Drywall installers have flat and curved trowels at their disposal. Some controversy exists within the drywalling community as to which trowel is better as some installers don't even use curved trowels because of the difficulties they present. Others find the curved trowels useful for finishing off some types of seams between drywall sheets.
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Curved Trowel: Butt Joints
When two drywall pieces come together, some pieces have slightly recessed edges that are easier to line up and level with a flat trowel. However, a curved trowel does not apply as much direct horizontal pressure as a flat one, and so finessing out a level seam between two sheets with a curved tool is easier.
Curved Trowel: Intermediate Coats
If you're putting on three coats of drywall for a new construction finish or remodel project, you may want to use a curved trowel for the second coat. The first and third coats must sit flat and level, but the second one can allow some air into it to help the first coat cure properly. A curved trowel allows you to expand that second coat somewhat, adding breathability. After it has dried, you can add a third coat and flat-trowel it to level it.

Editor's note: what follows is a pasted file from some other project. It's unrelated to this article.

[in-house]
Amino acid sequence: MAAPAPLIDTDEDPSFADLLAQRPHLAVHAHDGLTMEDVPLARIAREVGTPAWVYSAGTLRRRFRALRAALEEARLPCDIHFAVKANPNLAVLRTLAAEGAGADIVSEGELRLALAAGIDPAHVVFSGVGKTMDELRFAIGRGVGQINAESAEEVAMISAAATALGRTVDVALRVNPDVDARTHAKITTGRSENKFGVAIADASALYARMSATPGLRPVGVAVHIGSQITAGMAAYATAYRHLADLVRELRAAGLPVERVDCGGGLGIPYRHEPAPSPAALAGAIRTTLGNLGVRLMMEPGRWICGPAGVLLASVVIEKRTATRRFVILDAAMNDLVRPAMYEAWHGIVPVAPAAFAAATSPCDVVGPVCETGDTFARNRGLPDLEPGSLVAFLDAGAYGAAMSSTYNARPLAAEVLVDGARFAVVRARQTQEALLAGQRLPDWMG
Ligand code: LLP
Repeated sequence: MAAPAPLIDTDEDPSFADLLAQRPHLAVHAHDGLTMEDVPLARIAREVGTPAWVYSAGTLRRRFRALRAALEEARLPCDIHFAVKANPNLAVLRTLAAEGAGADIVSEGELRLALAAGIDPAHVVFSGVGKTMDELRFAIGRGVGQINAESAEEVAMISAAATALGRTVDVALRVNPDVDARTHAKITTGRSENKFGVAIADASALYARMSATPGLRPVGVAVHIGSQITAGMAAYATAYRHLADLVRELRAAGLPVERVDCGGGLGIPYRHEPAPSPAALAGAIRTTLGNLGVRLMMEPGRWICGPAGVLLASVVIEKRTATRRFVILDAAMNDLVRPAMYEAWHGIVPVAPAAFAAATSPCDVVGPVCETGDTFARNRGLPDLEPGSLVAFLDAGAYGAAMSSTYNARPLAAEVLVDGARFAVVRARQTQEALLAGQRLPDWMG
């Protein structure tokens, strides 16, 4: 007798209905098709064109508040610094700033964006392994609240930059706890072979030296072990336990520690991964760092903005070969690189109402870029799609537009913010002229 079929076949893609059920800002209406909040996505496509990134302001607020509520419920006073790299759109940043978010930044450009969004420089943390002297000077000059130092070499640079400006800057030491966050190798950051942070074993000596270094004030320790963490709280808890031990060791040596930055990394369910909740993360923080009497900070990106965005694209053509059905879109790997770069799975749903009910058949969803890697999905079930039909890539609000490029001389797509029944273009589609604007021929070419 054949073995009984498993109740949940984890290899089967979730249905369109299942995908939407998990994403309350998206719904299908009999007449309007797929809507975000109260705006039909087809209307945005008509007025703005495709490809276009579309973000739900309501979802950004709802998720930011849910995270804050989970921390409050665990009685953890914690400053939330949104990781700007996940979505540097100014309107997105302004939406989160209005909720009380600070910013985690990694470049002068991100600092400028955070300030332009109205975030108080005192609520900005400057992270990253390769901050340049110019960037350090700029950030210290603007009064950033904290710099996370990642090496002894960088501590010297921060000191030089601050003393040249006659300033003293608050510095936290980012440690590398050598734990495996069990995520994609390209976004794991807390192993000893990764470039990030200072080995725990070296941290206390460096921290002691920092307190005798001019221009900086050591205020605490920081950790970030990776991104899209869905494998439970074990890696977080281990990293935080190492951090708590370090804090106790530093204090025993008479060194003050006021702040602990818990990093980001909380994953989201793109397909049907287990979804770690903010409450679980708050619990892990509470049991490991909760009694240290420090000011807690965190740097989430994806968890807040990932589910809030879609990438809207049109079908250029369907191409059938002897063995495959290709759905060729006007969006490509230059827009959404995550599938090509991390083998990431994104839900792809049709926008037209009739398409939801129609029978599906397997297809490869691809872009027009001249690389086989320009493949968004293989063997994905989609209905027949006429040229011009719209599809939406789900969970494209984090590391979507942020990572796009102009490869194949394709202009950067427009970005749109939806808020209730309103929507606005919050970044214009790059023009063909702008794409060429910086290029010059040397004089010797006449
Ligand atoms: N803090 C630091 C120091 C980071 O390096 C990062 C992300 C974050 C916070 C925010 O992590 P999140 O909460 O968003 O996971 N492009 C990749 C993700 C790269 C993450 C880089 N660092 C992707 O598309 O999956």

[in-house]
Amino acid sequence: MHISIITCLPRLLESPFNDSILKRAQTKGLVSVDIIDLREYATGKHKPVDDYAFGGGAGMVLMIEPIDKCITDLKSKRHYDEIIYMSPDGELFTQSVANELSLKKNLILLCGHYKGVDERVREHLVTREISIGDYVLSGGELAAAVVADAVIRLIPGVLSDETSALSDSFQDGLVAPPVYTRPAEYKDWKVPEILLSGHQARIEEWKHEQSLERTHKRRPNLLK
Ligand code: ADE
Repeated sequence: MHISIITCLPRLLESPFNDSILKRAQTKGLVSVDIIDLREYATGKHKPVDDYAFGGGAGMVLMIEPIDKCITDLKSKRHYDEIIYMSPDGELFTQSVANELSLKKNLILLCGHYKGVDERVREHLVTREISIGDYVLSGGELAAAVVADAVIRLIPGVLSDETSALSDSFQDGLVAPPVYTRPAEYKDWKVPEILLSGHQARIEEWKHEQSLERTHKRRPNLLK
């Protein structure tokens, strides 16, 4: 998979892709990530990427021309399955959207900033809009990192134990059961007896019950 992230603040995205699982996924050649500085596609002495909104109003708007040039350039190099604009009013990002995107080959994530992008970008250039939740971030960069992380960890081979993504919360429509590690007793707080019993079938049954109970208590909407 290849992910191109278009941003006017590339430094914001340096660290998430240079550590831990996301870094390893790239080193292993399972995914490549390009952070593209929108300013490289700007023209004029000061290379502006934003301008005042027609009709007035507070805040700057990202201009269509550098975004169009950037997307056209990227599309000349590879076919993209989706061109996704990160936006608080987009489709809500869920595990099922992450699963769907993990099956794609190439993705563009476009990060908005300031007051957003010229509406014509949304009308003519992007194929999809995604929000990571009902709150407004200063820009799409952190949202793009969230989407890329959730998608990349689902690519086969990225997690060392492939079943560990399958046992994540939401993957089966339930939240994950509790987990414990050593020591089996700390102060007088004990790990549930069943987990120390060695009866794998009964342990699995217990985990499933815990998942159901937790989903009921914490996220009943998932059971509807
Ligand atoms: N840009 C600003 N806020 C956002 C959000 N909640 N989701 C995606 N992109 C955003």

Flat Trowel: Leveling
Flat trowels are easier to level sheets with (with the exception of finishing up butt joints). Their surface is already level, so you don't have to come behind and finesse it if different ridges have formed. You also don't have to perform as much testing of the walls after you've finished spreading them with a flat trowel; if one section is level and you've used the same technique, the rest should be level to match the surface.
Flat Trowel: Easier on the Coat
If you're moving a curved trowel over an existing coat of drywall, the curved edges can pokes holes in your existing coat, threatening the integrity of the whole sheet. Flat trowels can also gouge coats, but keeping a flat edge away from a flat surface is easier than it is with a curved edge.